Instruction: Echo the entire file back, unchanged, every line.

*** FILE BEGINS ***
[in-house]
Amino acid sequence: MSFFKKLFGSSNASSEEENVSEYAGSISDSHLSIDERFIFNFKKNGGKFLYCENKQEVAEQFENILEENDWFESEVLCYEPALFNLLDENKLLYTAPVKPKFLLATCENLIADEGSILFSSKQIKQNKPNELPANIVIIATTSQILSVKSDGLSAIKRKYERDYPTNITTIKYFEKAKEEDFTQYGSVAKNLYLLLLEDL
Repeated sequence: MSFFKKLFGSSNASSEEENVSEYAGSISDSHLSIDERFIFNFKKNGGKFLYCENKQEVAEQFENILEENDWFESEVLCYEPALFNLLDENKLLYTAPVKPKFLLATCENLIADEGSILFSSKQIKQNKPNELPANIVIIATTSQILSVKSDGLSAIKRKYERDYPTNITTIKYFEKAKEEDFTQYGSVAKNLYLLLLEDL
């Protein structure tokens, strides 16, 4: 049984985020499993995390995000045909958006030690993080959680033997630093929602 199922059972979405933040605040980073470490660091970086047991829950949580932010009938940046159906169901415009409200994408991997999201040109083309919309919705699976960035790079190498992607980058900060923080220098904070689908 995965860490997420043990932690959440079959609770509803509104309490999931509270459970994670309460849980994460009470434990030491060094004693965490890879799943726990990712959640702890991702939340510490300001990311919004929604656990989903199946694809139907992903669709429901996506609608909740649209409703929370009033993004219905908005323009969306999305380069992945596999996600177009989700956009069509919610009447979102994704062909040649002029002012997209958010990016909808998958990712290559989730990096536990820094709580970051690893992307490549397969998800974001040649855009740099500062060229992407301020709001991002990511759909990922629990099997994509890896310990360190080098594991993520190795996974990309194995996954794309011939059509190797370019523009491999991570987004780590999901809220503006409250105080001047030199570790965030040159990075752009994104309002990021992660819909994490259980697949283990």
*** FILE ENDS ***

[in-house]
Amino acid sequence: MSFFKKLFGSSNASSEEENVSEYAGSISDSHLSIDERFIFNFKKNGGKFLYCENKQEVAEQFENILEENDWFESEVLCYEPALFNLLDENKLLYTAPVKPKFLLATCENLIADEGSILFSSKQIKQNKPNELPANIVIIATTSQILSVKSDGLSAIKRKYERDYPTNITTIKYFEKAKEEDFTQYGSVAKNLYLLLLEDL
Repeated sequence: MSFFKKLFGSSNASSEEENVSEYAGSISDSHLSIDERFIFNFKKNGGKFLYCENKQEVAEQFENILEENDWFESEVLCYEPALFNLLDENKLLYTAPVKPKFLLATCENLIADEGSILFSSKQIKQNKPNELPANIVIIATTSQILSVKSDGLSAIKRKYERDYPTNITTIKYFEKAKEEDFTQYGSVAKNLYLLLLEDL
């Protein structure tokens, strides 16, 4: 049984985020499993995390995000045909958006030690993080959680033997630093929602 199922059972979405933040605040980073470490660091970086047991829950949580932010009938940046159906169901415009409200994408991997999201040109083309919309919705699976960035790079190498992607980058900060923080220098904070689908 995965860490997420043990932690959440079959609770509803509104309490999931509270459970994670309460849980994460009470434990030491060094004693965490890879799943726990990712959640702890991702939340510490300001990311919004929604656990989903199946694809139907992903669709429901996506609608909740649209409703929370009033993004219905908005323009969306999305380069992945596999996600177009989700956009069509919610009447979102994704062909040649002029002012997209958010990016909808998958990712290559989730990096536990820094709580970051690893992307490549397969998800974001040649855009740099500062060229992407301020709001991002990511759909990922629990099997994509890896310990360190080098594991993520190795996974990309194995996954794309011939059509190797370019523009491999991570987004780590999901809220503006409250105080001047030199570790965030040159990075752009994104309002990021992660819909994490259980697949283990």